If you're looking for these kinds of solutions, you’re hooked into reading more. 

If this isn’t a fit for your needs, you’ll move on. 

That disqualification of some people will save a project's customer support team loads of time down the line.  

It’s not as sexy as leading with some massive (often dubious) claim, but it works to bring you the right users and customers for your offer. 

The best thing is you can customise this simple framework however you want.  

Want to use fun language that attracts crazy degens? Go ahead.  

Want to be super serious and target enterprise-level brands? Not a problem.  

Once you've got that out of the way, be sure to show the actual offer (screenshot of dashboard, hero image of the offer etc) and pop in your primary CTA.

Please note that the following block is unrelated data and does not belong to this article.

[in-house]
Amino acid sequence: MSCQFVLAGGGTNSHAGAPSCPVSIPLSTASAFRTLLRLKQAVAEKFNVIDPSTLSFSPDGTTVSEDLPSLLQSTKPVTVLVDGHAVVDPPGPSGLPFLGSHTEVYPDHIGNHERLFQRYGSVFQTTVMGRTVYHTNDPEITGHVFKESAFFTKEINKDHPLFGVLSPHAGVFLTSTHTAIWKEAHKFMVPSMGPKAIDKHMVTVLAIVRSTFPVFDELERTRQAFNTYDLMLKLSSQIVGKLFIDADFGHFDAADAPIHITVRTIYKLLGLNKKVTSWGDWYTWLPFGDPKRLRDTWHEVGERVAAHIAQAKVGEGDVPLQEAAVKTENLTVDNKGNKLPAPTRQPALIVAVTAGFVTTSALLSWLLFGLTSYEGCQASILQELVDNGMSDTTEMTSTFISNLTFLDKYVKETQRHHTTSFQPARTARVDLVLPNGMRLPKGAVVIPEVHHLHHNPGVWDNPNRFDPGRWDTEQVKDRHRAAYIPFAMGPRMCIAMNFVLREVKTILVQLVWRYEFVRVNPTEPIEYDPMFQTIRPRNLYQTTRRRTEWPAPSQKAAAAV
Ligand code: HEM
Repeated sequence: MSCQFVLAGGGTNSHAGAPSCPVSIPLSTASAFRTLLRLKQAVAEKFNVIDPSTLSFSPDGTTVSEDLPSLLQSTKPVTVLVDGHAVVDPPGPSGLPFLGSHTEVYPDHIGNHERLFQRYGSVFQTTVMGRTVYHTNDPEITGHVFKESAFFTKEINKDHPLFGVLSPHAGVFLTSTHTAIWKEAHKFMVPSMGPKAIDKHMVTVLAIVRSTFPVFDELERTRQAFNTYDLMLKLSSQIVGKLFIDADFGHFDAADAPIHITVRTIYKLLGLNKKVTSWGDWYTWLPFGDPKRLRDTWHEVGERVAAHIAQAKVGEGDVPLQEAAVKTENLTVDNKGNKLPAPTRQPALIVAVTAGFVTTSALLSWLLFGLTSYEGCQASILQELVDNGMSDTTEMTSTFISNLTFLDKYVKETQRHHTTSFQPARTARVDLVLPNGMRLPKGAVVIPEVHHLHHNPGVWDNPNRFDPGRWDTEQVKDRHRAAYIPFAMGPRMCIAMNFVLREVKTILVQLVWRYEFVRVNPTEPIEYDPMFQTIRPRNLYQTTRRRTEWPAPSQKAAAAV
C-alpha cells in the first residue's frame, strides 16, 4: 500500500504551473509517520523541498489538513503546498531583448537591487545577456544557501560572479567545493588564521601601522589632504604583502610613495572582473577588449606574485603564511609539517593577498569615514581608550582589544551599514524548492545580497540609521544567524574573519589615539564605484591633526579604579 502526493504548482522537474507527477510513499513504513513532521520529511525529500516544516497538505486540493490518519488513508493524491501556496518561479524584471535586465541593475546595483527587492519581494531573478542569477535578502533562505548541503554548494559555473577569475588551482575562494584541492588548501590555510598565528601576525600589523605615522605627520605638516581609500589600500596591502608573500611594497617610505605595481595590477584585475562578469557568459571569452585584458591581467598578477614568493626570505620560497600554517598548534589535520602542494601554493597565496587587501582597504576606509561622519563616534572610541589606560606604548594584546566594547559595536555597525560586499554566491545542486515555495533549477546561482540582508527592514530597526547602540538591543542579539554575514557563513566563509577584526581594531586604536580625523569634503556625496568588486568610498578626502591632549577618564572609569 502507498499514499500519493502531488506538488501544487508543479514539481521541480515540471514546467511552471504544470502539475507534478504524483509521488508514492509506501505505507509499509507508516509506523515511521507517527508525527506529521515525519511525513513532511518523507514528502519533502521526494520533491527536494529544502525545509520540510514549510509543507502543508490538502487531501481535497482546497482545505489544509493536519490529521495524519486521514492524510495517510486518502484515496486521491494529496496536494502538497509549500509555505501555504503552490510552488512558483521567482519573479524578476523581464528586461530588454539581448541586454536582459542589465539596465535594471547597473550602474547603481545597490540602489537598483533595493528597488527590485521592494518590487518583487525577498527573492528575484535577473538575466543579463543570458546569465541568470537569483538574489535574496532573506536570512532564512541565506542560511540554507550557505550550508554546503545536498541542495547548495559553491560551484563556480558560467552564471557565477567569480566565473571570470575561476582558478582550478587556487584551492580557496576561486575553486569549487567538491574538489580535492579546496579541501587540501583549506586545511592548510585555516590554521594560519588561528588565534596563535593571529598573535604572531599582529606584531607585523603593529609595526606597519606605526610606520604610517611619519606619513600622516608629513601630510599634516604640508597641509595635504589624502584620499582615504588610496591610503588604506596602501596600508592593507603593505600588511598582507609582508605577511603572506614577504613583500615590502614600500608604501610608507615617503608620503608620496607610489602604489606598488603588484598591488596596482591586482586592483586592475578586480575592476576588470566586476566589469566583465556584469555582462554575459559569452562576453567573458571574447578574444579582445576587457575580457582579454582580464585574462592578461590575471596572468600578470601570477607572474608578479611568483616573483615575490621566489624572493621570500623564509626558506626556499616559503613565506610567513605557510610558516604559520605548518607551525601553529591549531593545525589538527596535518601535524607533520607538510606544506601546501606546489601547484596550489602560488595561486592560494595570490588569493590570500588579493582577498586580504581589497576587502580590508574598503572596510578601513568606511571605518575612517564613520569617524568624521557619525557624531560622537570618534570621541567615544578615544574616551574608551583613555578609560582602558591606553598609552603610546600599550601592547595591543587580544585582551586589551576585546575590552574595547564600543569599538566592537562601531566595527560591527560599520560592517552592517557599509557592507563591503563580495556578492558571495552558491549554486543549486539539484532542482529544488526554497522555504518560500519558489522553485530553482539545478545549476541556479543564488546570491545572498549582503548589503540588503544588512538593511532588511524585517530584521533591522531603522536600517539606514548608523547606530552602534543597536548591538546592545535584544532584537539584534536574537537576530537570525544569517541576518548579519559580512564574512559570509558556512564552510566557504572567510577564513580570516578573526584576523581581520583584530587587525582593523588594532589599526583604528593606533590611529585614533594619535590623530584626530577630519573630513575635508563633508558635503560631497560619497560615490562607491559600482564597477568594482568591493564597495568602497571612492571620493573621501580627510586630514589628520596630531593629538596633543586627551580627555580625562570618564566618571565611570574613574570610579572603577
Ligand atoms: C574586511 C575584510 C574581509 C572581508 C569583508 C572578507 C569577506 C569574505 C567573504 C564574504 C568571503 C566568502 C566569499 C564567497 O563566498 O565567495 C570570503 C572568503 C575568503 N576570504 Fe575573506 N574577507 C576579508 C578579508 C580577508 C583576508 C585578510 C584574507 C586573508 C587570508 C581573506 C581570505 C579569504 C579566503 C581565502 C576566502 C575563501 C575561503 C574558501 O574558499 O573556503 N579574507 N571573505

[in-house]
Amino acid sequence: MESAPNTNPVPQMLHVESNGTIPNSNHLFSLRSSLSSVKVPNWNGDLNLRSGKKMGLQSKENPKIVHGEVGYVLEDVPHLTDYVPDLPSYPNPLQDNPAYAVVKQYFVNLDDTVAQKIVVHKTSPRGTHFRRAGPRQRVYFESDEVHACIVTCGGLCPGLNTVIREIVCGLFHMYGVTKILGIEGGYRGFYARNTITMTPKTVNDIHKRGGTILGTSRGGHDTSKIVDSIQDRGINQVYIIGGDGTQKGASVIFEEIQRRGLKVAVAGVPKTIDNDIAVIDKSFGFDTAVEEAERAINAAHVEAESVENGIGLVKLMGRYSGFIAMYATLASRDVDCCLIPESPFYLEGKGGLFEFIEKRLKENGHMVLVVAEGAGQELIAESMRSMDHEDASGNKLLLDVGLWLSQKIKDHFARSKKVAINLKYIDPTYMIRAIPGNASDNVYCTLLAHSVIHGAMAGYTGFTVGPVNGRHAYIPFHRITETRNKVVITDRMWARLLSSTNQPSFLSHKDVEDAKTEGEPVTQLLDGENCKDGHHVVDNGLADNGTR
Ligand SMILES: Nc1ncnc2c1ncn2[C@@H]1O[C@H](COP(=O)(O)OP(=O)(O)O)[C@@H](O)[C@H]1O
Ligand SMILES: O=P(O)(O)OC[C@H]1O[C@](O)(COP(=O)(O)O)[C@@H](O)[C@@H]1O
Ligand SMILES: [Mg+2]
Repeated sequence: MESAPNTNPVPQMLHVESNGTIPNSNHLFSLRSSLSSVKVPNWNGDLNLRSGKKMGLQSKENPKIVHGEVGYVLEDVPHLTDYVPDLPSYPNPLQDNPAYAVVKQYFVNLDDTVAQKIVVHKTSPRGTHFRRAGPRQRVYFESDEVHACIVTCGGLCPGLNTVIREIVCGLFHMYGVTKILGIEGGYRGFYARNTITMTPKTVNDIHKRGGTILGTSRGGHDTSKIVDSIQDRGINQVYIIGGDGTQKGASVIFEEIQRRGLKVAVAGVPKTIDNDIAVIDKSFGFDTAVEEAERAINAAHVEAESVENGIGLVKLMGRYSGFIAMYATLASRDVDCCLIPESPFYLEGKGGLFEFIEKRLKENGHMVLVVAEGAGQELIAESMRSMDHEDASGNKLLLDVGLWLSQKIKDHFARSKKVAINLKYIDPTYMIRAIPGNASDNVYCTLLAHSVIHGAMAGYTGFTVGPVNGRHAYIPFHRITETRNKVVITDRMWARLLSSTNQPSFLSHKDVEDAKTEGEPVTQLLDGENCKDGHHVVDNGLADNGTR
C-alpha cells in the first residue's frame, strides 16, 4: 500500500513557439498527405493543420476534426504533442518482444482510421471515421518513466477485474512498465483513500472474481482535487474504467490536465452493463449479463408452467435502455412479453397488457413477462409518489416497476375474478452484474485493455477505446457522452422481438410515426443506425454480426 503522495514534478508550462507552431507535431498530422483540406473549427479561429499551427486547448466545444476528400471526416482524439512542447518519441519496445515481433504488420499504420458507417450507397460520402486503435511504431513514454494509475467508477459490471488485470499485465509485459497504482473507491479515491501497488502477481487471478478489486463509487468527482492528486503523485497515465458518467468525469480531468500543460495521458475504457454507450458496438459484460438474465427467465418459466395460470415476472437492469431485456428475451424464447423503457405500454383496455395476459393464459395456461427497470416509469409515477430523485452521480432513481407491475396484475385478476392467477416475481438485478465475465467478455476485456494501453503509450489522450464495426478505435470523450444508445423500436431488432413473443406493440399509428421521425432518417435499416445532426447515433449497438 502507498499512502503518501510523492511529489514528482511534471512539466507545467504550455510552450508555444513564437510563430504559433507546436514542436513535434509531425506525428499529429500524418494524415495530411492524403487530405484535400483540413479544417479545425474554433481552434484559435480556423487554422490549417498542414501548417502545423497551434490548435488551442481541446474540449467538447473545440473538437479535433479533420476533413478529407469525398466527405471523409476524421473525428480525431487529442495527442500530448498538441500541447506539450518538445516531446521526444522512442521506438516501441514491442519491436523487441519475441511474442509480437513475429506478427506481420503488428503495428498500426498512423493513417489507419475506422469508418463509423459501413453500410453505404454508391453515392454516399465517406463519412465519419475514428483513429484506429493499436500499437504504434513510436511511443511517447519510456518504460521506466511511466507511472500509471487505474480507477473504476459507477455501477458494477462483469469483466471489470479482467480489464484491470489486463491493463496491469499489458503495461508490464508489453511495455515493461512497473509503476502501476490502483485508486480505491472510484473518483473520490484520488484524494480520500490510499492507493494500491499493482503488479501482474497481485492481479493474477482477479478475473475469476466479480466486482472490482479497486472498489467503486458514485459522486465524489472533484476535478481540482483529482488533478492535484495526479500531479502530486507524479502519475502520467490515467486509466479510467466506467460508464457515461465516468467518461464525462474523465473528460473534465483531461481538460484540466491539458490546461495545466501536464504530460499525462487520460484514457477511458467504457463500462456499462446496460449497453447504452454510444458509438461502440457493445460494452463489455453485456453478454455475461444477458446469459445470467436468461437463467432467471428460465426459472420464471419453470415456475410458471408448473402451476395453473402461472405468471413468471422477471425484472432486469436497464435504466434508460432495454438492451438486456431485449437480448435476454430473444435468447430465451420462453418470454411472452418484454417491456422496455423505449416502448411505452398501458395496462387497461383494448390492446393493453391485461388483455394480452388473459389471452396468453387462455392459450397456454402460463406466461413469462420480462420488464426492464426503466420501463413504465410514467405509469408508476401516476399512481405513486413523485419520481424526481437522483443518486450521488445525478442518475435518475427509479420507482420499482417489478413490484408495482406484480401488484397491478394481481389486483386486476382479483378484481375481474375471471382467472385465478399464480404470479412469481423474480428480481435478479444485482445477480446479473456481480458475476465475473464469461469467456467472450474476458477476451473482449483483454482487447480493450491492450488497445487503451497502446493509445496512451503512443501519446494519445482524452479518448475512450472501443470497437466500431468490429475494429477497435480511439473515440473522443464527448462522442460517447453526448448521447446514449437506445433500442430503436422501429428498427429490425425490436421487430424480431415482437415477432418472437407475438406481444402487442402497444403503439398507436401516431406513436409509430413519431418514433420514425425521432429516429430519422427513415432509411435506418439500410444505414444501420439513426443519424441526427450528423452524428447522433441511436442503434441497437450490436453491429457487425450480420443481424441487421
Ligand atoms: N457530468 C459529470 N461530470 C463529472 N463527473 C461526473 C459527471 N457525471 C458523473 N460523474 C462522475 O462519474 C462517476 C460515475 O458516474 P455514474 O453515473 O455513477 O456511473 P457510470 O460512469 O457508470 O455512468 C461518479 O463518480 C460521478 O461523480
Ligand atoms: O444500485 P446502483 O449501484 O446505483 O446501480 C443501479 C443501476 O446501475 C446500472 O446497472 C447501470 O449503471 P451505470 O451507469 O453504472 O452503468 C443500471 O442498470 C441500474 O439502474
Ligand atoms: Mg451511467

You can customise it to your audience based on your research of their desires.  

To finish off that hero section, it’s always a nice touch to add some trust-building elements. That could be…

  • User reviews or ratings
  • Details of your success
  • Clients you’ve worked with
  • Key stats that are important to the user

A good example of this can be found on the Binance site.  

Binance trust elements in the hero section

2 - Pain section - build a little interest

Once you've hooked those who are potentially interested, you want to get them to experience the pain you solve. 

You’re doing this for 2 reasons.  

  1. To get them to “re-live” their moment of highest tension and feel the need to get it solved
  2. Showing them that you understand their frustrations creating a bond

There’s a few ways to do this. Personally, my favourite is to cover up to three different things here. 

  1. A short explanation of the problem in terms the user understands and that create an image of their everyday pain
  2. An explanation of how the current solutions simply aren’t enough
  3. Remind them of the cost of not fixing the issue to make it more tangible for them